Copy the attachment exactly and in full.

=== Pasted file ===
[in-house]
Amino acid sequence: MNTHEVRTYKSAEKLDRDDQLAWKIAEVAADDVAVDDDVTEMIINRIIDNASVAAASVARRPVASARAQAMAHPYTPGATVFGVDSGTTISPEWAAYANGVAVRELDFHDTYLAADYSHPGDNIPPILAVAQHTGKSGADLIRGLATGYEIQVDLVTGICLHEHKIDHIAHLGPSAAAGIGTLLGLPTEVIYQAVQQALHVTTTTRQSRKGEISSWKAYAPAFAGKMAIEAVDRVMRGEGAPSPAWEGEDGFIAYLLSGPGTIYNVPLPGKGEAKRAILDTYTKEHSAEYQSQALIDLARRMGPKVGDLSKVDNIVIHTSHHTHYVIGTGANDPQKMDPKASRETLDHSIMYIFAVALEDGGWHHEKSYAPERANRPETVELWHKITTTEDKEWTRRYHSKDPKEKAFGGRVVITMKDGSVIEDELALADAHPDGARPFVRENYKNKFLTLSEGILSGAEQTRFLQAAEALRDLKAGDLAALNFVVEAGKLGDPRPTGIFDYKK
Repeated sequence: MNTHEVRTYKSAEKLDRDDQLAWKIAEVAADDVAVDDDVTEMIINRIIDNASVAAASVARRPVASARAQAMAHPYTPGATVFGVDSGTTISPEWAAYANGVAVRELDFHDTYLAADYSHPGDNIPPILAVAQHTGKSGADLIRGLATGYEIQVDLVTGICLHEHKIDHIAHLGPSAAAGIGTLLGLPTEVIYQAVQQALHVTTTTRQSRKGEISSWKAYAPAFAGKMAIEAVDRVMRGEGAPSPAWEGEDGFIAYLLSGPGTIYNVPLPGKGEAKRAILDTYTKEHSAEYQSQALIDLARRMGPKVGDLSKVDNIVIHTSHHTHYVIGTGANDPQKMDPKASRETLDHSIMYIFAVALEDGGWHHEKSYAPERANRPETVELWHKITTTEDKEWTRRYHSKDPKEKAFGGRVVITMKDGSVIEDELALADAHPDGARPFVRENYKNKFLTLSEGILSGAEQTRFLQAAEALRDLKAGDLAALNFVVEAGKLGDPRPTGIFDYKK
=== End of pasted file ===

[in-house]
Amino acid sequence: MNTHEVRTYKSAEKLDRDDQLAWKIAEVAADDVAVDDDVTEMIINRIIDNASVAAASVARRPVASARAQAMAHPYTPGATVFGVDSGTTISPEWAAYANGVAVRELDFHDTYLAADYSHPGDNIPPILAVAQHTGKSGADLIRGLATGYEIQVDLVTGICLHEHKIDHIAHLGPSAAAGIGTLLGLPTEVIYQAVQQALHVTTTTRQSRKGEISSWKAYAPAFAGKMAIEAVDRVMRGEGAPSPAWEGEDGFIAYLLSGPGTIYNVPLPGKGEAKRAILDTYTKEHSAEYQSQALIDLARRMGPKVGDLSKVDNIVIHTSHHTHYVIGTGANDPQKMDPKASRETLDHSIMYIFAVALEDGGWHHEKSYAPERANRPETVELWHKITTTEDKEWTRRYHSKDPKEKAFGGRVVITMKDGSVIEDELALADAHPDGARPFVRENYKNKFLTLSEGILSGAEQTRFLQAAEALRDLKAGDLAALNFVVEAGKLGDPRPTGIFDYKK
Repeated sequence: MNTHEVRTYKSAEKLDRDDQLAWKIAEVAADDVAVDDDVTEMIINRIIDNASVAAASVARRPVASARAQAMAHPYTPGATVFGVDSGTTISPEWAAYANGVAVRELDFHDTYLAADYSHPGDNIPPILAVAQHTGKSGADLIRGLATGYEIQVDLVTGICLHEHKIDHIAHLGPSAAAGIGTLLGLPTEVIYQAVQQALHVTTTTRQSRKGEISSWKAYAPAFAGKMAIEAVDRVMRGEGAPSPAWEGEDGFIAYLLSGPGTIYNVPLPGKGEAKRAILDTYTKEHSAEYQSQALIDLARRMGPKVGDLSKVDNIVIHTSHHTHYVIGTGANDPQKMDPKASRETLDHSIMYIFAVALEDGGWHHEKSYAPERANRPETVELWHKITTTEDKEWTRRYHSKDPKEKAFGGRVVITMKDGSVIEDELALADAHPDGARPFVRENYKNKFLTLSEGILSGAEQTRFLQAAEALRDLKAGDLAALNFVVEAGKLGDPRPTGIFDYKK